Population Statistic: Read. React. Repeat.
Wednesday, November 17, 2021

the way and the light
What fine, upstanding Christian gal wouldn’t love getting The “What Would Jesus Do?” Thong for a Christmas gift?

Brought to you by Landover Baptist Church, God’s most favoritest church.

by Costa Tsiokos, Wed 11/17/2004 11:37pm
Category: Comedy, Fashion
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What a coincidence. Just days after I jot down a few thoughts about the prospects for downtown Tampa’s revitalization, Robert Trigaux gets an earful on the subject from Tampa Downtown Partnership head Christine Burdick.

Some favorable signals:

Growing regional traffic congestion is encouraging people to reconsider the benefits of living near where they work.

In the past year and a half, plans were unveiled for more than 3,500 housing units in downtown Tampa. That translates to more than 5,000 people living downtown when all the units are complete.

How to build and keep downtown housing momentum was the topic Tuesday morning at a breakfast held, appropriately, in downtown Tampa by the Tampa Downtown Partnership.

Ben Wacksman, president of Capital Realty Investors and moderator of the breakfast panel, said the influx of new residents downtown was equivalent in size to such giant suburban developments as Westchase or FishHawk Ranch.

The trick, the panel agreed, is creating a mix of affordable housing instead of a downtown crammed only with fancy condos and townhomes.

A downtown Tampa housing market that appeals to young and more adventurous first-time buyers, as well as modestly paid teachers, firefighters and police officers makes for a far more interesting urban scene.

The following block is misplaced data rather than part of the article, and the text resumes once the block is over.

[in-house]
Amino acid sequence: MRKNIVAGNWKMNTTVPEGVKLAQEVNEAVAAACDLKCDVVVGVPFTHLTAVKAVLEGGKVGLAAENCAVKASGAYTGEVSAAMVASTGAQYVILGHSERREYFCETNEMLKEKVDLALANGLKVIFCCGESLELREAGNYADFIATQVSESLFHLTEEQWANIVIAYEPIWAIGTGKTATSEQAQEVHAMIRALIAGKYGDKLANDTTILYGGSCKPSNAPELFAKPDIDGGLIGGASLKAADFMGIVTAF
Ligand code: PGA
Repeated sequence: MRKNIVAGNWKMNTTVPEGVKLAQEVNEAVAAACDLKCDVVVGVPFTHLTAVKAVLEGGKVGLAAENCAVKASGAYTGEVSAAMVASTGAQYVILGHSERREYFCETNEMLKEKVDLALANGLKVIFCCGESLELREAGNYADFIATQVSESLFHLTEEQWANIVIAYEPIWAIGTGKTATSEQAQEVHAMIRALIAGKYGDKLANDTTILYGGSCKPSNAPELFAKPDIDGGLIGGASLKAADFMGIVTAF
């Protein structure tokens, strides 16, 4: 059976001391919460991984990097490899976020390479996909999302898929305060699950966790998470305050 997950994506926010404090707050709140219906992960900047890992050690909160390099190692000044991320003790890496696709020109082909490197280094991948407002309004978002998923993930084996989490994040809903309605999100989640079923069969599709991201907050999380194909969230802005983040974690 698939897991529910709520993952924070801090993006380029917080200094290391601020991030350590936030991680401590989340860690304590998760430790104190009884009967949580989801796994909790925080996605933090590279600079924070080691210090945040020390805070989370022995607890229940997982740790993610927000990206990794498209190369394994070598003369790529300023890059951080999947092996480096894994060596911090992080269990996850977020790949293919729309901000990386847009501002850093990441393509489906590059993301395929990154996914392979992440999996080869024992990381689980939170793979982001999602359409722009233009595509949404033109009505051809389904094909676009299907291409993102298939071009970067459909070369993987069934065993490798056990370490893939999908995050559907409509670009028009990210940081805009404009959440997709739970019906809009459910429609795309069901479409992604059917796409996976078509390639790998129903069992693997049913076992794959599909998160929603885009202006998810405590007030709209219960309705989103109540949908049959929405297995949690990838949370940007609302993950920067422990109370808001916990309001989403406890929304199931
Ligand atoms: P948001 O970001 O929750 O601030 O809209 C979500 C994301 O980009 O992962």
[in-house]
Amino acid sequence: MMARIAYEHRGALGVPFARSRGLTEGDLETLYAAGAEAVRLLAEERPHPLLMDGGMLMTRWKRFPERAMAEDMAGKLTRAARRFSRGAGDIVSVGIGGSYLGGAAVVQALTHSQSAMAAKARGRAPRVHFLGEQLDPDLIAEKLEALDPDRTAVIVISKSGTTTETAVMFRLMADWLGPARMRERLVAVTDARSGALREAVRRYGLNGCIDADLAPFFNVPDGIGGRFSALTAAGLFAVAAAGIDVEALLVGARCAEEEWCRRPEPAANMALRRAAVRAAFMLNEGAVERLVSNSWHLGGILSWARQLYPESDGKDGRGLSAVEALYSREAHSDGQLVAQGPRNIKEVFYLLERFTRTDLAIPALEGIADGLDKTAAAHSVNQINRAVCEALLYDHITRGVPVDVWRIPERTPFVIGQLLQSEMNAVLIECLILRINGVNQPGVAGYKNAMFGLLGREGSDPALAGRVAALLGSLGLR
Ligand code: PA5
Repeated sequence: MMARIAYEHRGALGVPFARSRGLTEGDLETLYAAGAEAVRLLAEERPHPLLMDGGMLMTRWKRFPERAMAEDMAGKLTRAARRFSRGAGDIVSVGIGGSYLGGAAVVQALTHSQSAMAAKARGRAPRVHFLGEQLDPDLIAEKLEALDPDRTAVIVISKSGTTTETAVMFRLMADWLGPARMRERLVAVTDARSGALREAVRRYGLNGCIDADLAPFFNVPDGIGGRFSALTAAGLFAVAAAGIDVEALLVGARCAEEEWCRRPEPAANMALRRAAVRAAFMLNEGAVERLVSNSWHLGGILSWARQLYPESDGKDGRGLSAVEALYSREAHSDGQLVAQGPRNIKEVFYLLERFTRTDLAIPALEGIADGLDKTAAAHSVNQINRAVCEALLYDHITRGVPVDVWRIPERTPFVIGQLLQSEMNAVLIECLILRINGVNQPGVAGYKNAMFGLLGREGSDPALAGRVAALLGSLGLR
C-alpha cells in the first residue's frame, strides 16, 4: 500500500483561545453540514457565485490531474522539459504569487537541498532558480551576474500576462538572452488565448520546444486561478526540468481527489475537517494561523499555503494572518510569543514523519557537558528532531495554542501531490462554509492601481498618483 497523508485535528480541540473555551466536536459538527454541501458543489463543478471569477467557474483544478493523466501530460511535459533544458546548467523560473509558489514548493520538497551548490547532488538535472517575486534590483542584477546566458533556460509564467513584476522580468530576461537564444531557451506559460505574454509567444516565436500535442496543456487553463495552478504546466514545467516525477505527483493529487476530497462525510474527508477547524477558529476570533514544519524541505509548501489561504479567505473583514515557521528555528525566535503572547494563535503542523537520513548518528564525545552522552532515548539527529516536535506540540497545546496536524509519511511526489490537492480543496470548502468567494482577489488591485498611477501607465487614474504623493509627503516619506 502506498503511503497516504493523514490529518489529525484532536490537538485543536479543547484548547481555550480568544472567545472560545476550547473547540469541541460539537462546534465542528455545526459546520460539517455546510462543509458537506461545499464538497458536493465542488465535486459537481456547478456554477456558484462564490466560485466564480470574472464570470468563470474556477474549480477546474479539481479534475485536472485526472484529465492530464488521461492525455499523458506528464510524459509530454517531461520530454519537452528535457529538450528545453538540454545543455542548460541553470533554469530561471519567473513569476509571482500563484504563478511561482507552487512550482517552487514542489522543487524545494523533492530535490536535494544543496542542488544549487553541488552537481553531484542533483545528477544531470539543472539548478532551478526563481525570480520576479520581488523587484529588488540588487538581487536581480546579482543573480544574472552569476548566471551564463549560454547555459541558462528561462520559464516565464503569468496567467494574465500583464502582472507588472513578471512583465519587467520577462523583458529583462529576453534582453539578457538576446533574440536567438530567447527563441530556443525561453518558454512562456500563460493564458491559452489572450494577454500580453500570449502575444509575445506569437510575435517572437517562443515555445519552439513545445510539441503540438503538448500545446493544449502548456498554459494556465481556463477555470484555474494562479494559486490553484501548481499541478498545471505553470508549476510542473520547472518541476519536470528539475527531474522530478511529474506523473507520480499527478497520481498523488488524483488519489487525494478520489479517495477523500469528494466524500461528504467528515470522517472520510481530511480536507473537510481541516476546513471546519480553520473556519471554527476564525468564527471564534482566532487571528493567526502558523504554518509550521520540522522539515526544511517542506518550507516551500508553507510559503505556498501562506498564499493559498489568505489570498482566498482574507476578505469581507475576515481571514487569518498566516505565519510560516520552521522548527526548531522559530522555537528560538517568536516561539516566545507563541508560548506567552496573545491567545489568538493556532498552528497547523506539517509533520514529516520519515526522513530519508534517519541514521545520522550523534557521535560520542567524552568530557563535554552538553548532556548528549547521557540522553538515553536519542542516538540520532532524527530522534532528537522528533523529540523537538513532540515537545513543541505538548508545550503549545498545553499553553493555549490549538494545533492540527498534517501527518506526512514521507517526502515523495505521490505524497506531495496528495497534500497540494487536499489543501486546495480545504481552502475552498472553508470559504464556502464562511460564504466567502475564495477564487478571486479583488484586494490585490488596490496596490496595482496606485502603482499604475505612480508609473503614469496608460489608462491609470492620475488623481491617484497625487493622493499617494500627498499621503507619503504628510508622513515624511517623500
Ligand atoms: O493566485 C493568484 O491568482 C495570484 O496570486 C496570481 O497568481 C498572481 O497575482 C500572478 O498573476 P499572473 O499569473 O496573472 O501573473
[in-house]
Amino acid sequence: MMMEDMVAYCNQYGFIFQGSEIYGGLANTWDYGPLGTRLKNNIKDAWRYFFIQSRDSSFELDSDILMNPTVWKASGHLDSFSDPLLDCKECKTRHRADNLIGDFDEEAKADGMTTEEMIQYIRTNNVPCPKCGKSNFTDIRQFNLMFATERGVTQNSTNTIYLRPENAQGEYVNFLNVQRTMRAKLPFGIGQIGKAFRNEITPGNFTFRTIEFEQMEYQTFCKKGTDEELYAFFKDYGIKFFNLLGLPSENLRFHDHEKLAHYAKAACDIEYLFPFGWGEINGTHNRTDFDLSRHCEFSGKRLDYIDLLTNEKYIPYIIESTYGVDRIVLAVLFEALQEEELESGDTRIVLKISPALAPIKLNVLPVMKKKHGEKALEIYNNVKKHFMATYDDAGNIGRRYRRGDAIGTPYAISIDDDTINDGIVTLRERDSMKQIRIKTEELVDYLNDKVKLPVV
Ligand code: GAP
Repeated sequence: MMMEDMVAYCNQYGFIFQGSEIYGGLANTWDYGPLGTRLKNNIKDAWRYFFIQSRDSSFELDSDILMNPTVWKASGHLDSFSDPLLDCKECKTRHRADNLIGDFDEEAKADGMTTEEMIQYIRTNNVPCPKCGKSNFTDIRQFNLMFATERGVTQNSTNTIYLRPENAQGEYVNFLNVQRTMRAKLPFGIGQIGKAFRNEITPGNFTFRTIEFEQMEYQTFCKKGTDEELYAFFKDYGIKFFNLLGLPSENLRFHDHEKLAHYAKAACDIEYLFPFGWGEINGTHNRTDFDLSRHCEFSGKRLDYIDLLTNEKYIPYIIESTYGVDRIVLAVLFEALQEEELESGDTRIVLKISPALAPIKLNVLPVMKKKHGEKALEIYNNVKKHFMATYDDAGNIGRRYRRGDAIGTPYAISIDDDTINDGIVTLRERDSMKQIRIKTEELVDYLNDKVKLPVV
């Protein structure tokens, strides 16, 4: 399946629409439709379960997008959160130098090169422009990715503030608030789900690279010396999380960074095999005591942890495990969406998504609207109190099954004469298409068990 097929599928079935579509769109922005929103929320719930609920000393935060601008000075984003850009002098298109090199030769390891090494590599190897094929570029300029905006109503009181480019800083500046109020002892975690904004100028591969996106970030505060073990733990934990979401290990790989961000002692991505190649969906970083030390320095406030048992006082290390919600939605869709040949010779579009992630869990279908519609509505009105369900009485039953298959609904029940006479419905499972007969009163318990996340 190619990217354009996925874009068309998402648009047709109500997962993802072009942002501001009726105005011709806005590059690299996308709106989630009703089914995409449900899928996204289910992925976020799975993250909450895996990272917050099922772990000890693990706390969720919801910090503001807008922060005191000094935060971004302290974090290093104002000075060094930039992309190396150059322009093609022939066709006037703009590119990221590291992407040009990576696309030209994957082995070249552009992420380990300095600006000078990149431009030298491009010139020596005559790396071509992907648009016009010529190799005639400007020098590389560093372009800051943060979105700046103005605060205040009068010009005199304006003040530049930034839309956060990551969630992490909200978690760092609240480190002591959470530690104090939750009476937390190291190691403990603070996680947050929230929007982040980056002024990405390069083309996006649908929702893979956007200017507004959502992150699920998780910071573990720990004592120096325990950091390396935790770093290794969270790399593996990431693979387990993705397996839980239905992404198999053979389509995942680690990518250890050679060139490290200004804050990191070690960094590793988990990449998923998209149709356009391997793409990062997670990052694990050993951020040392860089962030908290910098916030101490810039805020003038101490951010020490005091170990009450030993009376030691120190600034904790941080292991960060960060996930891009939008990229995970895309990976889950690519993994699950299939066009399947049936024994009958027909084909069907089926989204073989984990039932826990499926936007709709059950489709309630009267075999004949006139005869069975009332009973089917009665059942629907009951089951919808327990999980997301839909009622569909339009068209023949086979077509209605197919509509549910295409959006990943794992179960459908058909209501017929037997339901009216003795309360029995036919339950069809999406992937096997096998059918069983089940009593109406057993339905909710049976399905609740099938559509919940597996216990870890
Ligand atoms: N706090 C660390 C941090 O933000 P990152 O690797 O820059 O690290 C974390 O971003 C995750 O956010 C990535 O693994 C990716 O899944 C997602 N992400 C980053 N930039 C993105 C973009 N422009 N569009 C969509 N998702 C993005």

I have to admit, I was unaware of that level of downtown migration. I’m surprised it hasn’t made a more visible difference, though.

Traffic is my personal bugaboo, and a major motivator for wanting to chuck a lengthy commute. It makes sense that people would want to simplify their lives by more closely incorporating work, home and play.

Or does it? Much of the Tampa Bay area is very suburban-like, where people are comfortable having a clear, and lengthy, divide between work life and home life. I don’t see that desire lessening. And I’ll stand by my original contention that, given a choice, most homebuyers will take the homesteads with generous allotment of front and backyards over comparably-priced condos and townhouses. This is especially the case for first-time buyers with families in mind. If anything, the condo market here is seen as having more appeal to older people and retirees.

Downtown renewal certainly needs cheerleading, but it’s going to take more than that to actually pull it off.

by Costa Tsiokos, Wed 11/17/2004 11:09pm
Category: Florida Livin', Politics
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different colors
The hoots of outrage over this week’s “Monday Night Football” opening segment starring Terrell Owens and Nicollette Sheridan seem to be mounting, with even the FCC considering whether or not to label it “indecent” and levy appropriate fines. Within the sports world, Sports Illustrated’s Peter King sounds out the appropriate tones of indignation.

Let’s ignore the farcical nature of the segment, which was intended as an over-the-top spoof of classically trashy nighttime soap drama (of which the Sheridan vehicle “Desperate Housewives” is the latest successful rendition). Let’s also ignore the base hypocrisy of being offended by play-acted nudity in a pre-game promotion while condoning NFL cheerleaders’ near-nudity during gametime. Let’s even ignore the fuzzy logic in admonishing even the hint of sexually-oriented material while embracing an ultraviolent game — only the latest variant of this sex-is-bad/violence-is-okay dynamic (and this is coming from a huge NFL fan).

Instead, take a look at the picture above. What do you see?

- There’s Nicollette Sheridan. Tall, blonde, fair skin, dreamily beautiful. A white woman — very white.